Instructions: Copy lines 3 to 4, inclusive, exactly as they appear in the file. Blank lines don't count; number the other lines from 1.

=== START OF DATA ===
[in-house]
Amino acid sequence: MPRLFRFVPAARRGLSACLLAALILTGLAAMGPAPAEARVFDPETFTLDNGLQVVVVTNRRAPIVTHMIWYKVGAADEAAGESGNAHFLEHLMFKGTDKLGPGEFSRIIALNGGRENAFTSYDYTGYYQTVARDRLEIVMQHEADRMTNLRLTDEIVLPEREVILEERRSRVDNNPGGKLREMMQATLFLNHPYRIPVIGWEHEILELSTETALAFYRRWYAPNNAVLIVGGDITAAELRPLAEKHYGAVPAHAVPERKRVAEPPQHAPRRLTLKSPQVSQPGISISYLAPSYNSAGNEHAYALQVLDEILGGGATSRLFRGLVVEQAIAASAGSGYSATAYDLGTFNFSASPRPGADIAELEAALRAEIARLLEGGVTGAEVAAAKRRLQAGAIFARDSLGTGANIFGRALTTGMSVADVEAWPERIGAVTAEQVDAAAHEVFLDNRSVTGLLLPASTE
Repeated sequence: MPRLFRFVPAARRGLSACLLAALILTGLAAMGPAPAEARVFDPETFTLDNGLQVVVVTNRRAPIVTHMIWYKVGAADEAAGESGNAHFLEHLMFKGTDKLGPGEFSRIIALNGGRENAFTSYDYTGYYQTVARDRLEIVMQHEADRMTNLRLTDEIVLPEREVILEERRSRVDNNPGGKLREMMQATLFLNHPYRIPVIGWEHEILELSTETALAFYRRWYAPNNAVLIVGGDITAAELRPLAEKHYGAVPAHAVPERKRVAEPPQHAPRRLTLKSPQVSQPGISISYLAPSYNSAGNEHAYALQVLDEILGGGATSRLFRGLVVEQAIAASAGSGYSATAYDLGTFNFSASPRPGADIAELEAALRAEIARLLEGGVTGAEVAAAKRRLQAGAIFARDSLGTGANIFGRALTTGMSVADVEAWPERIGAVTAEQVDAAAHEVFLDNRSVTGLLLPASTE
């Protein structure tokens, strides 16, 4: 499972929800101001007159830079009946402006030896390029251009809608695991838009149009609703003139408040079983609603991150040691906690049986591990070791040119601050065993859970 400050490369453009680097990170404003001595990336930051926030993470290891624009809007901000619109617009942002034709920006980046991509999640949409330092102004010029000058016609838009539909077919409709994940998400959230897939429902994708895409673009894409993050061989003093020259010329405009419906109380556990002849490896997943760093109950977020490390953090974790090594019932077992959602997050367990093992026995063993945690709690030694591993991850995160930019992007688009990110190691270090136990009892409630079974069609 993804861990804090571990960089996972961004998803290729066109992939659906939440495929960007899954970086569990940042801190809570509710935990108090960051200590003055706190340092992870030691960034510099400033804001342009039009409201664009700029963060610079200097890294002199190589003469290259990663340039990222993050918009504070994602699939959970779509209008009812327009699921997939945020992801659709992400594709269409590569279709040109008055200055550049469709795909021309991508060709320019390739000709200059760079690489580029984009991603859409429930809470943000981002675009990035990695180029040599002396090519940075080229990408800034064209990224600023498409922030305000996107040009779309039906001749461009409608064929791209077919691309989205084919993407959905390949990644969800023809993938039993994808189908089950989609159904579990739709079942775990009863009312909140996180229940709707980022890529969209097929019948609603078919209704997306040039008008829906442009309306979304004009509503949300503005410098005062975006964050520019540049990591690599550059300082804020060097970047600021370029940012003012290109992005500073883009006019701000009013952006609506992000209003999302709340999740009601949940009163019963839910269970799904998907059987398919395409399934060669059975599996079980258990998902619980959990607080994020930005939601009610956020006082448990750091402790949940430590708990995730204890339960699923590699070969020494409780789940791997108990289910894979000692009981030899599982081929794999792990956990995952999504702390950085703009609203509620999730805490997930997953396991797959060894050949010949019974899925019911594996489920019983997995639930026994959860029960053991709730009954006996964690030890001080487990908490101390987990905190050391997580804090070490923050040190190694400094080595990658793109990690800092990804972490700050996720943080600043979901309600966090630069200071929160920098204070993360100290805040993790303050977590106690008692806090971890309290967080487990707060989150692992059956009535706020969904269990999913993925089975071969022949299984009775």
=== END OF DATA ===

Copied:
Repeated sequence: MPRLFRFVPAARRGLSACLLAALILTGLAAMGPAPAEARVFDPETFTLDNGLQVVVVTNRRAPIVTHMIWYKVGAADEAAGESGNAHFLEHLMFKGTDKLGPGEFSRIIALNGGRENAFTSYDYTGYYQTVARDRLEIVMQHEADRMTNLRLTDEIVLPEREVILEERRSRVDNNPGGKLREMMQATLFLNHPYRIPVIGWEHEILELSTETALAFYRRWYAPNNAVLIVGGDITAAELRPLAEKHYGAVPAHAVPERKRVAEPPQHAPRRLTLKSPQVSQPGISISYLAPSYNSAGNEHAYALQVLDEILGGGATSRLFRGLVVEQAIAASAGSGYSATAYDLGTFNFSASPRPGADIAELEAALRAEIARLLEGGVTGAEVAAAKRRLQAGAIFARDSLGTGANIFGRALTTGMSVADVEAWPERIGAVTAEQVDAAAHEVFLDNRSVTGLLLPASTE
């Protein structure tokens, strides 16, 4: 499972929800101001007159830079009946402006030896390029251009809608695991838009149009609703003139408040079983609603991150040691906690049986591990070791040119601050065993859970 400050490369453009680097990170404003001595990336930051926030993470290891624009809007901000619109617009942002034709920006980046991509999640949409330092102004010029000058016609838009539909077919409709994940998400959230897939429902994708895409673009894409993050061989003093020259010329405009419906109380556990002849490896997943760093109950977020490390953090974790090594019932077992959602997050367990093992026995063993945690709690030694591993991850995160930019992007688009990110190691270090136990009892409630079974069609 993804861990804090571990960089996972961004998803290729066109992939659906939440495929960007899954970086569990940042801190809570509710935990108090960051200590003055706190340092992870030691960034510099400033804001342009039009409201664009700029963060610079200097890294002199190589003469290259990663340039990222993050918009504070994602699939959970779509209008009812327009699921997939945020992801659709992400594709269409590569279709040109008055200055550049469709795909021309991508060709320019390739000709200059760079690489580029984009991603859409429930809470943000981002675009990035990695180029040599002396090519940075080229990408800034064209990224600023498409922030305000996107040009779309039906001749461009409608064929791209077919691309989205084919993407959905390949990644969800023809993938039993994808189908089950989609159904579990739709079942775990009863009312909140996180229940709707980022890529969209097929019948609603078919209704997306040039008008829906442009309306979304004009509503949300503005410098005062975006964050520019540049990591690599550059300082804020060097970047600021370029940012003012290109992005500073883009006019701000009013952006609506992000209003999302709340999740009601949940009163019963839910269970799904998907059987398919395409399934060669059975599996079980258990998902619980959990607080994020930005939601009610956020006082448990750091402790949940430590708990995730204890339960699923590699070969020494409780789940791997108990289910894979000692009981030899599982081929794999792990956990995952999504702390950085703009609203509620999730805490997930997953396991797959060894050949010949019974899925019911594996489920019983997995639930026994959860029960053991709730009954006996964690030890001080487990908490101390987990905190050391997580804090070490923050040190190694400094080595990658793109990690800092990804972490700050996720943080600043979901309600966090630069200071929160920098204070993360100290805040993790303050977590106690008692806090971890309290967080487990707060989150692992059956009535706020969904269990999913993925089975071969022949299984009775």